The Origin of the Manila Marine Rope

The Origin of the Manila Marine Rope

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Manila rope is durable, flexible, and resistant to salt water damage, allowing its use in the string, hawsers, ships' lines, and fishing nets. We can use it to make handcrafts like bags, carpets, clothing, furniture, and hangings. But one of the most crucial applications of Manilla rope is in Marine operations. This article explores the origin of the manila marine rope. but first lets talk about its invention and subsequent commercialisation and application Marine operations.

Manila rope, referred to as hemp rope, is perhaps the first image that comes to mind when one hears the word "rope." It is made of manila hemp, a natural fiber from the leaves of the abacá plant, which is native to the Philippines. British Naval Captain James Cook is responsible for giving manila hemp fiber its name in the late 1700s on one of his expeditions. He named it Manila, after the capital of the Philippines. Interestingly, manila hemp is not hemp, but since all functional rope, before this time was made from hemp, Captain Cook assumed that manila rope was also. For thousands of years, this rope was used for everything from ship lines to making clothing. Modern times, the manila rope has long been the number one choice for towing, safety lines, climbing, landscaping, and countless other uses. Though synthetic ropes (Such as Polypropylene, Nylon, and polyester ropes) began gaining popularity in the 1950s due to their non-shrinking properties and mildew resistance, the manila rope has maintained its popularity and reputation through the years.

Manila rope is flexible yet non-stretching, durable, and resistant to salt water damage. For these reasons, it is a common choice for ship lines, fishing nets, and various general utility and decorative purposes. You may recall seeing it in rope courses and gymnasiums—its popularity in these environments is due to its ability to absorb sweat and act as a good grip. Also, unlike synthetic ropes, the manila rope does not melt when coming in contact with hot wires, making it a top choice for utility contractors and those working close to live wires. Landscapers and contractors often use manila rope for fence rails, along pathways, and for decorative outdoor purposes due to its decomposability and reputation as the most environment-friendly high-strength rope. Manila rope is also famous for scouting projects and any situation involving knot-tying, as its non-slip grip makes it impeccable at holding knots.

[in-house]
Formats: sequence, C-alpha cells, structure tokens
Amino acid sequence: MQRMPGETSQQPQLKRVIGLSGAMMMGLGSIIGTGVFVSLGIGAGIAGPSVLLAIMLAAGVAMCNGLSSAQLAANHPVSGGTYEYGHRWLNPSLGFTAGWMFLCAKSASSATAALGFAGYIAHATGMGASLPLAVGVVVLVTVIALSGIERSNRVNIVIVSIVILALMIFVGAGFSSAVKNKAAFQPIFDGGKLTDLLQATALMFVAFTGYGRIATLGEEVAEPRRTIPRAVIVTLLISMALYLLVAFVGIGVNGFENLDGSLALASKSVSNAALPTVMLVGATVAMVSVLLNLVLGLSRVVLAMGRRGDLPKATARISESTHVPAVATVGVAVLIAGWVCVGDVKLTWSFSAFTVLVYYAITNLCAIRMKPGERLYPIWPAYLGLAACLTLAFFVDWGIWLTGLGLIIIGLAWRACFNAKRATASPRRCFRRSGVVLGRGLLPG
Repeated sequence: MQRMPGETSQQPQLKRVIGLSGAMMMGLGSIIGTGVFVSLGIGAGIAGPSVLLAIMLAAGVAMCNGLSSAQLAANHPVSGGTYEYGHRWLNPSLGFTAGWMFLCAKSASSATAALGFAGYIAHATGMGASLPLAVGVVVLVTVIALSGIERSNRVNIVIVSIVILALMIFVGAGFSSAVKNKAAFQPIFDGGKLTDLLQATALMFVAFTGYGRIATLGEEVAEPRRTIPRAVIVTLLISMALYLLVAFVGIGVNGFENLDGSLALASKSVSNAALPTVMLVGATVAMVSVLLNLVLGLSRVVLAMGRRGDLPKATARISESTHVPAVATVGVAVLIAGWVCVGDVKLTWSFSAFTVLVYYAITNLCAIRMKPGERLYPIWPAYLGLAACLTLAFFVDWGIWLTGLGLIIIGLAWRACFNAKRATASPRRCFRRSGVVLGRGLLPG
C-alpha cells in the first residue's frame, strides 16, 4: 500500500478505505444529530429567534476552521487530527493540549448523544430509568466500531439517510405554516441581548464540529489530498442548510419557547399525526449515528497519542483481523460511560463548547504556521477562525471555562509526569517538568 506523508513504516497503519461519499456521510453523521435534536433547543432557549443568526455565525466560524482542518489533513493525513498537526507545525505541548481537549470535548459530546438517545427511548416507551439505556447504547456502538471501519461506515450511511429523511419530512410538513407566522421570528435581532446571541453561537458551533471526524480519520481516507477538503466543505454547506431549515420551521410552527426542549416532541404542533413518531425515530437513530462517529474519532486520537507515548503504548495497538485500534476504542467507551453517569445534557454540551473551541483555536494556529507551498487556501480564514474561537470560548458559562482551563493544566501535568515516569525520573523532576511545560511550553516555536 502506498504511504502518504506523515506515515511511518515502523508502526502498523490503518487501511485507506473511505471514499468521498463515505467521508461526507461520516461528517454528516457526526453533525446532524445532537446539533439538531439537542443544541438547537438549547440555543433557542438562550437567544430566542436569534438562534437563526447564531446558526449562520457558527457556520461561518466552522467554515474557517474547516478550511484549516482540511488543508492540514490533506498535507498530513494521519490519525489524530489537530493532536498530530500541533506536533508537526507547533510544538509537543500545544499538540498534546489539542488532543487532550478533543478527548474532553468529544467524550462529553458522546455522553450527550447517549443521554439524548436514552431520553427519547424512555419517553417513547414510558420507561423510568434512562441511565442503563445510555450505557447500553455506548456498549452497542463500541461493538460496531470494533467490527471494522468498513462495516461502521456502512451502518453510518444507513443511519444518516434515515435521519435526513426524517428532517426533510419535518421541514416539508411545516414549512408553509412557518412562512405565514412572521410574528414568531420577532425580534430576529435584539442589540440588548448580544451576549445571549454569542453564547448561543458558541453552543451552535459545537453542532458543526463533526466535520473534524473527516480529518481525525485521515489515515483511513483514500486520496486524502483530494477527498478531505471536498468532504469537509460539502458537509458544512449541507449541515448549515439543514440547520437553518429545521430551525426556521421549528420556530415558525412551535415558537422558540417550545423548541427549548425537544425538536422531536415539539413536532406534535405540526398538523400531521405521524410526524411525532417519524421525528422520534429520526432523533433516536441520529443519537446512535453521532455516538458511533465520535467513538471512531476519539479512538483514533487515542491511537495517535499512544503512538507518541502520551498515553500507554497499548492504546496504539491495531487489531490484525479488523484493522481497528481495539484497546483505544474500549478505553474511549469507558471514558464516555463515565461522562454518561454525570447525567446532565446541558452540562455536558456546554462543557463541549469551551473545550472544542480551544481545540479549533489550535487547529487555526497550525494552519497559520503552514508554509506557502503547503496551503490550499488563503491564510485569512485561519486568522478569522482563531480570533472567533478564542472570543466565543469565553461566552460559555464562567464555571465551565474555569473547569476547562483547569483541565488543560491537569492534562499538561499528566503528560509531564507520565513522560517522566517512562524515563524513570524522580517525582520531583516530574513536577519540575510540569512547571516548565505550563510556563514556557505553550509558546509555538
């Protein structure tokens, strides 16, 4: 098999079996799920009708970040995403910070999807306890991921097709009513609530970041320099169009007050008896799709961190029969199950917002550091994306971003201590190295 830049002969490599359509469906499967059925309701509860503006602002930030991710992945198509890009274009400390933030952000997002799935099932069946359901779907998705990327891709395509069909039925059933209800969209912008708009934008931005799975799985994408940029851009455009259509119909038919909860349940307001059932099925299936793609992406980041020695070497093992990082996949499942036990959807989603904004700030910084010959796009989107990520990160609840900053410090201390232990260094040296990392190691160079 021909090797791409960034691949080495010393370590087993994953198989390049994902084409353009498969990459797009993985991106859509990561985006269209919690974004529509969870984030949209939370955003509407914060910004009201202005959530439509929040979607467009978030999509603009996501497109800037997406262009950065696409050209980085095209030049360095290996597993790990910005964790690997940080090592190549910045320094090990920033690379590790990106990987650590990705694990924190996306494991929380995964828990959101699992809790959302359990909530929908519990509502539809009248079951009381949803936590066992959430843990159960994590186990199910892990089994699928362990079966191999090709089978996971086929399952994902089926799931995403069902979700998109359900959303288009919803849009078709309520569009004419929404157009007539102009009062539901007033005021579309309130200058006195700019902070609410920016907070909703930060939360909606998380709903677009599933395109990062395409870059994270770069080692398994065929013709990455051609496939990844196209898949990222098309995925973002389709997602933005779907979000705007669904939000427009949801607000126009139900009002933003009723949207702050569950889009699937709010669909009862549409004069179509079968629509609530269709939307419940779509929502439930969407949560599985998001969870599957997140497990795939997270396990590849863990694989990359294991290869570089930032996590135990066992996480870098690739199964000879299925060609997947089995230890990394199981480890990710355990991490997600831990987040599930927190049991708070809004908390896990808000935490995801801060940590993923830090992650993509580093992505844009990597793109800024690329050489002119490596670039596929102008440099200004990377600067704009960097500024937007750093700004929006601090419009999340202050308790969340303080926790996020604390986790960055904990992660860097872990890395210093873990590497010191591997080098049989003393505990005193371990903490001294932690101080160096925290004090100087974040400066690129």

Whether you need a rope for general utility purposes, outdoor activities, décor, or even tug of war, the manila rope is a classic choice for a strong, durable, and natural rope.

FMS is proud to source the highest quality manila rope. Choose between 1/4-inch, 5/16-inch, 3/8-inch, 1/2-inch, 5/8-inch, 3/4-inch, 1-inch, 1.25-inch, 1.5-inch, 2-inch, and 3-inch diameters in many different lengths.

Check out this historic stock footage of Manila Hemp trees (abacá plant) being processed for Manila Rope fiber in Davao, Philippines.

The natural strength and all around utility of manila rope has made it the standard for quality rope. Manila rope consists of all-natural hemp fibers. This creates aesthetic appeal commonly used for decorative fences or other landscaping purposes.

Because of susceptibility to liquid absorption and UV decay, the user should be careful of sustained tension on the rope especially when exposed to the elements. Manila’s absorbing quality makes it the first choice for many physical activities that require direct handling of the rope. For purposes such as tug of war, climbing, obstacle courses, or stage rigging, manila rope absorbs perspiration providing better grip. This rope will not hazardously snap back when broken as other synthetic ropes may. For a quality natural rope that is aesthetically appealing and safe for active handling, manila rope is an excellent choice.

PROS & CONS
  • Positives: Visually appealing, snap-resistant, low-cost.
  • Negatives: Not UV or water resistant, may harden or rot over long periods of time.
  • Most Common Uses: Pulling, decoration, landscaping, rigging.

https://youtu.be/N2oi9cHGTfo

Above Video is the production of Manila Hemp, also known as Manilla, in Davao, Philippines during World War II. A farm of Manila Hemp (the plant is actually the abacá plant or Musa textilis, a relative of the banana, then frequently used to make "Manila Rope." But the colloquial name for it at the time was Manila Hemp). Farmers were cutting, stripping, and drying Manila Hemp. A Japanese officer on the farm supervises. Manila Hemp is loaded on a cart and taken to a shipping yard for shipping. Location: Davao Philippines. Date: January 1943.

Jul 19, 2022 GZ Team A

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